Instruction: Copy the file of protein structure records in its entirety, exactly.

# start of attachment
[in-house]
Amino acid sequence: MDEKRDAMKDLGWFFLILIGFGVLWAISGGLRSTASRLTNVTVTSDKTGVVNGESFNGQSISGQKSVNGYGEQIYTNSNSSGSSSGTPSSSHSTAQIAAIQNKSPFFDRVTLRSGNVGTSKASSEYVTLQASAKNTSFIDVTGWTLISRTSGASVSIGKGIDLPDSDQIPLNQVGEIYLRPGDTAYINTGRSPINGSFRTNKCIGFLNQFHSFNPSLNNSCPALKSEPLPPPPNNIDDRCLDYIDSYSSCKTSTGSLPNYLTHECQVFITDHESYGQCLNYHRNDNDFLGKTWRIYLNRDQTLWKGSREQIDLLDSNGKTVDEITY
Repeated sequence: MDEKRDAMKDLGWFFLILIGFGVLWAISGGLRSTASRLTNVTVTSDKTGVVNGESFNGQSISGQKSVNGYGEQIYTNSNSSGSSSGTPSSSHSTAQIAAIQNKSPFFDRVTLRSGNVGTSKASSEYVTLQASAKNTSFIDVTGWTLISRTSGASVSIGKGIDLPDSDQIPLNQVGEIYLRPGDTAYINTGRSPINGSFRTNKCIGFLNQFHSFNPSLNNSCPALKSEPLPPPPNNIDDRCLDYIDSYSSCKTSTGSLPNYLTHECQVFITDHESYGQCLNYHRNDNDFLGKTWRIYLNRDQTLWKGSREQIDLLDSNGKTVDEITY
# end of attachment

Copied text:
[in-house]
Amino acid sequence: MDEKRDAMKDLGWFFLILIGFGVLWAISGGLRSTASRLTNVTVTSDKTGVVNGESFNGQSISGQKSVNGYGEQIYTNSNSSGSSSGTPSSSHSTAQIAAIQNKSPFFDRVTLRSGNVGTSKASSEYVTLQASAKNTSFIDVTGWTLISRTSGASVSIGKGIDLPDSDQIPLNQVGEIYLRPGDTAYINTGRSPINGSFRTNKCIGFLNQFHSFNPSLNNSCPALKSEPLPPPPNNIDDRCLDYIDSYSSCKTSTGSLPNYLTHECQVFITDHESYGQCLNYHRNDNDFLGKTWRIYLNRDQTLWKGSREQIDLLDSNGKTVDEITY
Repeated sequence: MDEKRDAMKDLGWFFLILIGFGVLWAISGGLRSTASRLTNVTVTSDKTGVVNGESFNGQSISGQKSVNGYGEQIYTNSNSSGSSSGTPSSSHSTAQIAAIQNKSPFFDRVTLRSGNVGTSKASSEYVTLQASAKNTSFIDVTGWTLISRTSGASVSIGKGIDLPDSDQIPLNQVGEIYLRPGDTAYINTGRSPINGSFRTNKCIGFLNQFHSFNPSLNNSCPALKSEPLPPPPNNIDDRCLDYIDSYSSCKTSTGSLPNYLTHECQVFITDHESYGQCLNYHRNDNDFLGKTWRIYLNRDQTLWKGSREQIDLLDSNGKTVDEITY